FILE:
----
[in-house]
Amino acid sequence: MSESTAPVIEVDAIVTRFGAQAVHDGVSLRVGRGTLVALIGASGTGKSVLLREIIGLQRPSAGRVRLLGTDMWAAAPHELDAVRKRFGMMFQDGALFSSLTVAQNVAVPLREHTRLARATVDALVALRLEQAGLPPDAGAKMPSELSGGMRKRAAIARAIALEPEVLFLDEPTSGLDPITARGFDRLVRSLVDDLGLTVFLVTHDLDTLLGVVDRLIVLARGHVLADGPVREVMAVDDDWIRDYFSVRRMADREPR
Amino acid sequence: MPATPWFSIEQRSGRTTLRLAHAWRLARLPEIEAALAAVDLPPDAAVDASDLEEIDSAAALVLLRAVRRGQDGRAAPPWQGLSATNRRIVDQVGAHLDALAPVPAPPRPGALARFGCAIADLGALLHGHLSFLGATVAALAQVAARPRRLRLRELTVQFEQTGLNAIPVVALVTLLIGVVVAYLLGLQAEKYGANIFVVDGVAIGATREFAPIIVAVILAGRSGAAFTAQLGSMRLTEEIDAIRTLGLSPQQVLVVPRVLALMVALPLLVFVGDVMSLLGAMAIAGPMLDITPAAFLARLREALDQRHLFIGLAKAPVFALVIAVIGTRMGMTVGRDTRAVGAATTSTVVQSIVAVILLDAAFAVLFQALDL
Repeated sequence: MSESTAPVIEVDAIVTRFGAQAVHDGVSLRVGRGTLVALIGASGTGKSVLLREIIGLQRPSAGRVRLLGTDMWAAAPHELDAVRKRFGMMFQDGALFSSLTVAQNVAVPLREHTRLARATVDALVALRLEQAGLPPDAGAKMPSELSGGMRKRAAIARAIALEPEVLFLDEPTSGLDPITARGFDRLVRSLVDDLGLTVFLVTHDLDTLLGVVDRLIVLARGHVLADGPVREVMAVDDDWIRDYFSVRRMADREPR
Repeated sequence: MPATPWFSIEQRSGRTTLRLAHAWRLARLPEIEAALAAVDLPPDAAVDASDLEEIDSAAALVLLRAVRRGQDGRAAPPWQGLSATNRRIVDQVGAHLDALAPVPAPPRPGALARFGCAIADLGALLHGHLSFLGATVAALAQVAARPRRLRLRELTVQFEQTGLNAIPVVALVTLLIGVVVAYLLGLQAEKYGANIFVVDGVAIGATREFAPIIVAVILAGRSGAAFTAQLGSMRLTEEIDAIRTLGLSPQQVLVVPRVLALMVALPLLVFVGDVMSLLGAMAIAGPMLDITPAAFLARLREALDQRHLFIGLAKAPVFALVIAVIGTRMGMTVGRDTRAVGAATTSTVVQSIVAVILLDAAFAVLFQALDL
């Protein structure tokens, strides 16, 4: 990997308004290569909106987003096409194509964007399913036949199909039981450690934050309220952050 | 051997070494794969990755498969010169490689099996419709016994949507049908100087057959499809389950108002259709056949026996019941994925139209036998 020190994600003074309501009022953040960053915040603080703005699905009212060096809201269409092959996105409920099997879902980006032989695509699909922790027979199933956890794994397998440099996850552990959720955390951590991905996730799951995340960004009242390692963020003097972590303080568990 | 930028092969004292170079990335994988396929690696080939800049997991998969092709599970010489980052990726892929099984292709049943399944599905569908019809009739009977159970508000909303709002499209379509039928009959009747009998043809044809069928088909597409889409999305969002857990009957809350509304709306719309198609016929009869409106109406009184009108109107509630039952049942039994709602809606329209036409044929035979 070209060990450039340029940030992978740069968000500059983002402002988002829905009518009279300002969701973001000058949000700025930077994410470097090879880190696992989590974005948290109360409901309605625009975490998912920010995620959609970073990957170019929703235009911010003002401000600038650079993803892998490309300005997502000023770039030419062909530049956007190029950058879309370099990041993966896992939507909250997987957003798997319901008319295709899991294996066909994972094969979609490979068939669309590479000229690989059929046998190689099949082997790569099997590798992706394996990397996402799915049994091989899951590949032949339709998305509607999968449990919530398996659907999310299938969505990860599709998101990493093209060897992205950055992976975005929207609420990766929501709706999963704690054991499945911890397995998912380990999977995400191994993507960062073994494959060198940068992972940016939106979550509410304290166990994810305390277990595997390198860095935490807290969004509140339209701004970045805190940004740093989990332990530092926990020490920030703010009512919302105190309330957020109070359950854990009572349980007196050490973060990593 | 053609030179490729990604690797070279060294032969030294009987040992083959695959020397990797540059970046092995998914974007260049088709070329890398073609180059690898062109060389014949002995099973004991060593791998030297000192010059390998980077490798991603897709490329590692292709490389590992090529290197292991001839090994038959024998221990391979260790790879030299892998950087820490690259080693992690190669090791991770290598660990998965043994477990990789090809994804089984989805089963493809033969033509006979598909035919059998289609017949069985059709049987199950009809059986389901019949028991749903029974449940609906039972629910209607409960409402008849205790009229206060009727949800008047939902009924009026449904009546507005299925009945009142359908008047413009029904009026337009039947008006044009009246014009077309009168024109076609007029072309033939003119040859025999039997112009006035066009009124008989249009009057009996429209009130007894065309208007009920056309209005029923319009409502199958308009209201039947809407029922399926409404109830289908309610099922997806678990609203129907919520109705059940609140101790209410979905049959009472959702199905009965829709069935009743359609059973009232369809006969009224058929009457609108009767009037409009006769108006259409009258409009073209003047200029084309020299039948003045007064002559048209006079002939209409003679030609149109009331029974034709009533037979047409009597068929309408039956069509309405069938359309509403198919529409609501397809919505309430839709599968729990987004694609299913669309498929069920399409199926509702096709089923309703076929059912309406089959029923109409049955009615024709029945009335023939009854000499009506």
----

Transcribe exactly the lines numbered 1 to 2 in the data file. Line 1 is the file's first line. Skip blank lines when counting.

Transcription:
[in-house]
Amino acid sequence: MSESTAPVIEVDAIVTRFGAQAVHDGVSLRVGRGTLVALIGASGTGKSVLLREIIGLQRPSAGRVRLLGTDMWAAAPHELDAVRKRFGMMFQDGALFSSLTVAQNVAVPLREHTRLARATVDALVALRLEQAGLPPDAGAKMPSELSGGMRKRAAIARAIALEPEVLFLDEPTSGLDPITARGFDRLVRSLVDDLGLTVFLVTHDLDTLLGVVDRLIVLARGHVLADGPVREVMAVDDDWIRDYFSVRRMADREPR